4 New Orleans Saints
Now that he's a Saint, QB Drew Brees will get to eat some of the best food in New Orleans. "If he signs with us, I'll cook him his first meal in his house," promised the noted chef Emeril Lagasse. Well, what's he going to do for RB Reggie Bush? The Saints were blessed when they got the Heisman Trophy star, who was expected to be taken by Houston. Brees should feel comfortable with new coach Sean Payton, who specializes in working with quarterbacks, while Bush will be a nice complement to RB Deuce McAllister, who went down with a season-ending knee injury in game five against the Packers. After Hurricane Katrina wrecked their season, the Saints are praying for better than 3-13. But don't expect too many of owner Tom Benson's unsightly victory boogies.
1 Seattle Seahawks
With a 13-3 record, the best in their history, the Seahawks ran away with the West crown by seven games. Only a Super Bowl loss to the Steelers marred what would have been a dream season. Matt Hasselbeck was the NFC's best QB with 3,459 yards, 24 TDs and only 9 INTs, and Shaun Alexander was the league's best RB with 1,880 yards and a record 28 TDs while averaging 5.1 yards a carry. Signing Minnesota's Nate Burleson improves the Seahawks' speed at WR following Joe Jurevicius's departure. The defense, which ranked 26th in 2004, improved to 17th last season and will be further strengthened with the signing of 49ers LB Julian Peterson. And coach Mike Holmgren is back, with a well-deserved contract extension.
2 Arizona Cardinals
I have to believe the Cardinals are one of the most dangerous teams in the NFL, and I never thought I would ever say that with such cheap ownership. The team finally spent some money, signing Edgerrin James. Arizona hasn't had a 1,000-yard runner since Ottis Anderson in the mid-1980s, but James will fill that void after gaining 1,506 yards for the Colts. In Larry Fitzgerald (103 receptions, 1,409 yards) and Anquan Boldin (102 catches, 1,402 yards), the Cards have the NFL's best WR tandem. They also have what many feel was the best QB in the draft in USC's Matt Leinart, who'll learn from veteran Kurt Warner. "It was a dream come true," beams coach Denny Green.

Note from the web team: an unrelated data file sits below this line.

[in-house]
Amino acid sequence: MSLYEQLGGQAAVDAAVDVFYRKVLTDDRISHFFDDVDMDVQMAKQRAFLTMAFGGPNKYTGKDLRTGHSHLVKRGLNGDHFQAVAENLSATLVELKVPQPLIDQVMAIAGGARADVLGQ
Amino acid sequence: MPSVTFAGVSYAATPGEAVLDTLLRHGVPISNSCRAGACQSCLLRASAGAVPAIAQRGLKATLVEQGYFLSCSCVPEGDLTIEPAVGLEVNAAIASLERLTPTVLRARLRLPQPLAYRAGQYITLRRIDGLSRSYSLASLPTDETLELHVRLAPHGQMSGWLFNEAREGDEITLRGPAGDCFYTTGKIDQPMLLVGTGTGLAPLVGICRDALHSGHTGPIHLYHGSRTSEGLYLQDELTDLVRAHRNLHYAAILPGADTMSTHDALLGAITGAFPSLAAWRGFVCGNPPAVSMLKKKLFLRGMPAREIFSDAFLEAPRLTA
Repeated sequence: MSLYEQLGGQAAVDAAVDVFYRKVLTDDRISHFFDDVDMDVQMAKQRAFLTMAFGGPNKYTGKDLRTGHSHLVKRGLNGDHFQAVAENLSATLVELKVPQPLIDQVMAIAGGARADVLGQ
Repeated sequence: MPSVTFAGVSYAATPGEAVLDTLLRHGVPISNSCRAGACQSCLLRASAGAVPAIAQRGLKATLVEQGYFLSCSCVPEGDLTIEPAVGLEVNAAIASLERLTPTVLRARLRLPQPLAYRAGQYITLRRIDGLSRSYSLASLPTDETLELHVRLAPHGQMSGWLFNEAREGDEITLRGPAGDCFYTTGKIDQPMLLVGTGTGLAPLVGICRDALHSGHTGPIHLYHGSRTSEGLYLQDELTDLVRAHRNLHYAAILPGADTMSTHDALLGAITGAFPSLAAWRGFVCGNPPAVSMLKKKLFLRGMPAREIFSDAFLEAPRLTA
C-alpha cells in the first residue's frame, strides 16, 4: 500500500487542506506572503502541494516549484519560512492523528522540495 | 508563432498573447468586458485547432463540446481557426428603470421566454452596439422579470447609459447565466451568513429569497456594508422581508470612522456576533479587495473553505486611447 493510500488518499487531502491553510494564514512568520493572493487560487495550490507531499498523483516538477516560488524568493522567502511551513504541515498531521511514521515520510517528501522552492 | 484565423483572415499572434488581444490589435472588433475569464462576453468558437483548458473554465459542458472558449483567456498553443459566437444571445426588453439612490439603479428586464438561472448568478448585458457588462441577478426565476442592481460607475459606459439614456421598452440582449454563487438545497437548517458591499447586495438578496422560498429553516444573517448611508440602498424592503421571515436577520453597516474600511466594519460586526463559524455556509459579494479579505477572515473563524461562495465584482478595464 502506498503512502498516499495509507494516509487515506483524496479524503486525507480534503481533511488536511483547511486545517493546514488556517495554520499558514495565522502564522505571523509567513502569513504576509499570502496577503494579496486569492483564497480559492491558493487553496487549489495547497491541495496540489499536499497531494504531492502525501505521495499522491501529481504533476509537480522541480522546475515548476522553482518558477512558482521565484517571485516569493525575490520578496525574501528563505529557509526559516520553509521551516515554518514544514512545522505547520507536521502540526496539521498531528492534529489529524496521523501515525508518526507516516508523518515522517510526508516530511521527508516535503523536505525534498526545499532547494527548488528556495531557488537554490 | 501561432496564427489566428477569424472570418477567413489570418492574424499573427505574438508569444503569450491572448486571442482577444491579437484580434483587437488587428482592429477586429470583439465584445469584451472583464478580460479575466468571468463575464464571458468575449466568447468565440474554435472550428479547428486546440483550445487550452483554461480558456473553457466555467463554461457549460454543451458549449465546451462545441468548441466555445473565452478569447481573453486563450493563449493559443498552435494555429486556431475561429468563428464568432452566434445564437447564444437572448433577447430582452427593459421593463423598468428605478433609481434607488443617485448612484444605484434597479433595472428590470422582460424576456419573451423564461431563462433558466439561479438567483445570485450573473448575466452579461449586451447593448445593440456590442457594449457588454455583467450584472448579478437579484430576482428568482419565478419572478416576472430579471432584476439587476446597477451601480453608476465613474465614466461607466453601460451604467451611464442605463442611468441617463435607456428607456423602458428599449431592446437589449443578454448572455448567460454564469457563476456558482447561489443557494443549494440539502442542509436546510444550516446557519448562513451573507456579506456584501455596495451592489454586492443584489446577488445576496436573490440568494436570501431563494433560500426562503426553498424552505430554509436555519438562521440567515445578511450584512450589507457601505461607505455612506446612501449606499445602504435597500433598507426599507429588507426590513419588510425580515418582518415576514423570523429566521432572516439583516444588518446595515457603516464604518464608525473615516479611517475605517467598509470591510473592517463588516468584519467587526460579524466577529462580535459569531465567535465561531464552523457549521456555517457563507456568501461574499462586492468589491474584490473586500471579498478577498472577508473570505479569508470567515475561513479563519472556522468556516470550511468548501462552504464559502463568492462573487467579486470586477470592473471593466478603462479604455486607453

3 St. Louis Rams
It's hard to imagine the Rams playing like lambs the past few years. Last season's 6-10 finish cost Mike Martz his job and gave Scott Linehan his first head coaching job. Linehan will try to fix an offensive unit that fell to ninth and a defense that dropped to 30th. The offense struggled after a shoulder injury to QB Marc Bulger, who threw only 287 passes. WR Torry Holt (102 receptions, 1,331 yards) will be Bulger's primary target. RB Steven Jackson (1,046 yards) became a budding star in his first full season as a starter, while age has limited 33-year-old Marshall Faulk to situational downs. The Cardinals, the baseball ones, are more exciting in St. Louis.